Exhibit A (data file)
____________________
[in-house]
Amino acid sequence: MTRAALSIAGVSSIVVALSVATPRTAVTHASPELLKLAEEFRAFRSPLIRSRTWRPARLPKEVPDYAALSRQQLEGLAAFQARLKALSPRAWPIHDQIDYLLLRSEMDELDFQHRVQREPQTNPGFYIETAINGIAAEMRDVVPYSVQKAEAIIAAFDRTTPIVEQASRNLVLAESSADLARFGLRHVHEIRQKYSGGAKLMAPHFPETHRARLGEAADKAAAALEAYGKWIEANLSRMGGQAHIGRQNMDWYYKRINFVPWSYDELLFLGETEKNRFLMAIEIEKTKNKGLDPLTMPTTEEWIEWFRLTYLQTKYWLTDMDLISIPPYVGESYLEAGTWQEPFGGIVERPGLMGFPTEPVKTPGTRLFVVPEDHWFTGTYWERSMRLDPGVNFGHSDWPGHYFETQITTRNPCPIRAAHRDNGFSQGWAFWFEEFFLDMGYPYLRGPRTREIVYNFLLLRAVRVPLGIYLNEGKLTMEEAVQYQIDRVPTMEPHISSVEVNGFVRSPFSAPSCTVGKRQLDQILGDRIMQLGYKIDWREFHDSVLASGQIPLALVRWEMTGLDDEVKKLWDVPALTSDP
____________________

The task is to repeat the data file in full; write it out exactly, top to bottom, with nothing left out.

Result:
[in-house]
Amino acid sequence: MTRAALSIAGVSSIVVALSVATPRTAVTHASPELLKLAEEFRAFRSPLIRSRTWRPARLPKEVPDYAALSRQQLEGLAAFQARLKALSPRAWPIHDQIDYLLLRSEMDELDFQHRVQREPQTNPGFYIETAINGIAAEMRDVVPYSVQKAEAIIAAFDRTTPIVEQASRNLVLAESSADLARFGLRHVHEIRQKYSGGAKLMAPHFPETHRARLGEAADKAAAALEAYGKWIEANLSRMGGQAHIGRQNMDWYYKRINFVPWSYDELLFLGETEKNRFLMAIEIEKTKNKGLDPLTMPTTEEWIEWFRLTYLQTKYWLTDMDLISIPPYVGESYLEAGTWQEPFGGIVERPGLMGFPTEPVKTPGTRLFVVPEDHWFTGTYWERSMRLDPGVNFGHSDWPGHYFETQITTRNPCPIRAAHRDNGFSQGWAFWFEEFFLDMGYPYLRGPRTREIVYNFLLLRAVRVPLGIYLNEGKLTMEEAVQYQIDRVPTMEPHISSVEVNGFVRSPFSAPSCTVGKRQLDQILGDRIMQLGYKIDWREFHDSVLASGQIPLALVRWEMTGLDDEVKKLWDVPALTSDP